Picture a country where a fifth of the population lives in poverty. People have to choose between eating or heating their homes and children go to school hungry. Homelessness is rising. And basic services are in crisis, leaving many struggling to cope.
This is the damning indictment, delivered by a UN official, not of a developing economy or war-torn nation but of the UK – the world’s fifth biggest economy.
The UN’s Special Rapporteur on extreme poverty and human rights, Philip Alston, says the UK government’s austerity-driven policies in the years since the 2008 financial crash have created “a harsh and uncaring ethos” that has removed the social safety net and is driving up poverty.
Cracks in the system
A fundamental overhaul of the benefits system and widespread cutbacks have placed increasing pressure on already stretched and underfunded services including the police and doctors, the report says. The “punitive, mean-spirited and often callous” approach taken by government to supporting society’s most in need has driven further inequalities.
Underlining the issues, the report points to:
- Significant increases in homlessness and rough sleeping in the years since 2010 – the charity Shelter estimates 320,000 people in Britain are now homeless and research by another charity, Crisis, suggests 24,000 people are sleeping rough, more than twice the government's estimate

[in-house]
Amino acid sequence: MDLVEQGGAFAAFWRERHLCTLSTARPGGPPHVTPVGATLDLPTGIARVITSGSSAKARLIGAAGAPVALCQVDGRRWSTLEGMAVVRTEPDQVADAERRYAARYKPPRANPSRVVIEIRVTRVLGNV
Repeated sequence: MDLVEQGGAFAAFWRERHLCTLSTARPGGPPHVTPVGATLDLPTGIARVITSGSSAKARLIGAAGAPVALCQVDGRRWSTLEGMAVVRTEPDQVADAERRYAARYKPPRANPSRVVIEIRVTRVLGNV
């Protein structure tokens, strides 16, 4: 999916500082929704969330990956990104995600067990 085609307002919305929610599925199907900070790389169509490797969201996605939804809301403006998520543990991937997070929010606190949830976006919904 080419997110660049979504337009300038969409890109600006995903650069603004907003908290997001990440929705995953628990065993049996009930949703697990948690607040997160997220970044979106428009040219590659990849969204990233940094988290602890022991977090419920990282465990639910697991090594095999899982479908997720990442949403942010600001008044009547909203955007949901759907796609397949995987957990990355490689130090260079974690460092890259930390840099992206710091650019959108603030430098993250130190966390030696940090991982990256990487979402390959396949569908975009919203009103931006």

- The shortfall in social housing being built – there were 1.2 million people waiting for social housing in 2017 but fewer than 6,000 homes built
- Over a tenth of the population experiencing fuel poverty
- Widespread use of food banks, with more than 2,000 in the UK today compared to just 29 at the height of the financial crisis.
A report by social mobility organisation the Joseph Rowntree Foundation found the UK spends around £78 million to combat poverty a year, with £1 in every £5 spent on public services going to alleviate the impact of poverty on people’s lives.
The UN report accuses the government of failing to acknowledge the seriousness of the plight caused by poverty in the UK, which it says it doesn’t monitor in a comprehensive way.
In response, the government pointed to the UN’s own data that the UK comes 15th on the list of the happiest places in the world to live.
"This is a barely believable documentation of Britain, based on a tiny period of time spent here. It paints a completely inaccurate picture of our approach to tackling poverty," a spokesman said.
"All the evidence shows that full-time work is the best way to boost your income and quality of life," he added.
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Minsters criticised the report as poorly researched.
It is only the second time a poverty envoy has visited Western Europe since 2000, the other time being to Ireland. In that time, the US has been visited twice.
The report did highlight some positive developments in the UK, including the role of the minimum wage in reducing low pay, and changes to the benefits system which will lift 200,000 people out of poverty.
Divided and unequal
The UK’s growing social inequalities and struggles to deliver inclusive growth were highlighted in the World Economic Forum’s Inclusive Development Index 2018, which found the country lagging behind many of its peers.
It ranked 21st overall, falling near the bottom on many of the key indicators including healthy life expectancy and income inequality.